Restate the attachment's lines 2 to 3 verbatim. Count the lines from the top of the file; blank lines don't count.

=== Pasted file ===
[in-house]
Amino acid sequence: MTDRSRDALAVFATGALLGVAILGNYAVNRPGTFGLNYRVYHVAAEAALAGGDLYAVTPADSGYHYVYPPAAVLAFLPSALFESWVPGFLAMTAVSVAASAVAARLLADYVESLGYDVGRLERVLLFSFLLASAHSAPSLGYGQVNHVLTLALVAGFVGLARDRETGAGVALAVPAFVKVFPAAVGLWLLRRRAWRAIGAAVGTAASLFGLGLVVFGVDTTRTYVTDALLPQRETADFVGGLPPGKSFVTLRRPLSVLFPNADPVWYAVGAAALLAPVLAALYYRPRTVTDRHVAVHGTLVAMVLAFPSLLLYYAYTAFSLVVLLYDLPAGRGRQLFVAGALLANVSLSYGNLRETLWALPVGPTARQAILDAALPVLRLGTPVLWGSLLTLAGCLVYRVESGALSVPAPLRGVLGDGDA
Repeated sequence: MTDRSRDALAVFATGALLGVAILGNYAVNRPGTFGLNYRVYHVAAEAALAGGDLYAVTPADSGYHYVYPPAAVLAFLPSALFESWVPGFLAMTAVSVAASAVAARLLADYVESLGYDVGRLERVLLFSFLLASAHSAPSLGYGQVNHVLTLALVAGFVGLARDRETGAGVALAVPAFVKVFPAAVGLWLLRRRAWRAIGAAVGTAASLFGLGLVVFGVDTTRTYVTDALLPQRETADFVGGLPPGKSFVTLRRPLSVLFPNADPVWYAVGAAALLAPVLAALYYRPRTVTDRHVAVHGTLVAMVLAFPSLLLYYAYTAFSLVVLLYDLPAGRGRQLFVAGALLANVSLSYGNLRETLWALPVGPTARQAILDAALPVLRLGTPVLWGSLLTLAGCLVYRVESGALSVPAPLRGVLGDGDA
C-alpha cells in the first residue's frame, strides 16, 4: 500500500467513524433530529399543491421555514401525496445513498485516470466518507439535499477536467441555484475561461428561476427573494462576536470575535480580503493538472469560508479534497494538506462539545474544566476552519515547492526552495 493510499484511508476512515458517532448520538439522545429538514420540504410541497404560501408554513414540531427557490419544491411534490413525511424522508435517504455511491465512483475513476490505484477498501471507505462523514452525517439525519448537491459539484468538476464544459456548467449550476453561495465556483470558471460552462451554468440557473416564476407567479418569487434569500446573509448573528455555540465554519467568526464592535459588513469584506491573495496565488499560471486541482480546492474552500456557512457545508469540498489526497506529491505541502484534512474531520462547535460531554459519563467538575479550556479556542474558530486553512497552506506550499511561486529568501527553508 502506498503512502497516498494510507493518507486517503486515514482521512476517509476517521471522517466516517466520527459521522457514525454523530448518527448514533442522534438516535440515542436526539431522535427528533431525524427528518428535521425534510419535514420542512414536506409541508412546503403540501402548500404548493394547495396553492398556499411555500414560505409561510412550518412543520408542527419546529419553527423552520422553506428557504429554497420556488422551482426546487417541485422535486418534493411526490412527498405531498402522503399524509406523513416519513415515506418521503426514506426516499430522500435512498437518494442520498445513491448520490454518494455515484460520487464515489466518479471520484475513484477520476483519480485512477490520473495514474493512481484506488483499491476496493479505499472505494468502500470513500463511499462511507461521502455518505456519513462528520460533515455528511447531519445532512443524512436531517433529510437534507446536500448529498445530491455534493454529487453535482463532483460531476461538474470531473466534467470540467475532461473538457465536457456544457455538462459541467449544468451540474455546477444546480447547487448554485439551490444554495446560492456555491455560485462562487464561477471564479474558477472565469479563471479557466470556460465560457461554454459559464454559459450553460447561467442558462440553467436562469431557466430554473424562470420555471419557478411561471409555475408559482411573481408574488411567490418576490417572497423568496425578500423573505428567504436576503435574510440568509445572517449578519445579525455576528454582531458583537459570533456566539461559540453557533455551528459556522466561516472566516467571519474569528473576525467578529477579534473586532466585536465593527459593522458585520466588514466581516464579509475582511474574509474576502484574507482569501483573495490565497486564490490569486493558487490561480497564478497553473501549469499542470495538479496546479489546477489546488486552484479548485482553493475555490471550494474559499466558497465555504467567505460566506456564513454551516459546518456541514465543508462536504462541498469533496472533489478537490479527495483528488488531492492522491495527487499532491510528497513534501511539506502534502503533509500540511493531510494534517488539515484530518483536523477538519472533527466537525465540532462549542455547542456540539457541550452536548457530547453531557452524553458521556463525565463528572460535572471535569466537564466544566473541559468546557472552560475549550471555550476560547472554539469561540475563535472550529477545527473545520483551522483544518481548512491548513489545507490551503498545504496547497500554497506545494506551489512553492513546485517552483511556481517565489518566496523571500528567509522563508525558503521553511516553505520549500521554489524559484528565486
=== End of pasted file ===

Amino acid sequence: MTDRSRDALAVFATGALLGVAILGNYAVNRPGTFGLNYRVYHVAAEAALAGGDLYAVTPADSGYHYVYPPAAVLAFLPSALFESWVPGFLAMTAVSVAASAVAARLLADYVESLGYDVGRLERVLLFSFLLASAHSAPSLGYGQVNHVLTLALVAGFVGLARDRETGAGVALAVPAFVKVFPAAVGLWLLRRRAWRAIGAAVGTAASLFGLGLVVFGVDTTRTYVTDALLPQRETADFVGGLPPGKSFVTLRRPLSVLFPNADPVWYAVGAAALLAPVLAALYYRPRTVTDRHVAVHGTLVAMVLAFPSLLLYYAYTAFSLVVLLYDLPAGRGRQLFVAGALLANVSLSYGNLRETLWALPVGPTARQAILDAALPVLRLGTPVLWGSLLTLAGCLVYRVESGALSVPAPLRGVLGDGDA
Repeated sequence: MTDRSRDALAVFATGALLGVAILGNYAVNRPGTFGLNYRVYHVAAEAALAGGDLYAVTPADSGYHYVYPPAAVLAFLPSALFESWVPGFLAMTAVSVAASAVAARLLADYVESLGYDVGRLERVLLFSFLLASAHSAPSLGYGQVNHVLTLALVAGFVGLARDRETGAGVALAVPAFVKVFPAAVGLWLLRRRAWRAIGAAVGTAASLFGLGLVVFGVDTTRTYVTDALLPQRETADFVGGLPPGKSFVTLRRPLSVLFPNADPVWYAVGAAALLAPVLAALYYRPRTVTDRHVAVHGTLVAMVLAFPSLLLYYAYTAFSLVVLLYDLPAGRGRQLFVAGALLANVSLSYGNLRETLWALPVGPTARQAILDAALPVLRLGTPVLWGSLLTLAGCLVYRVESGALSVPAPLRGVLGDGDA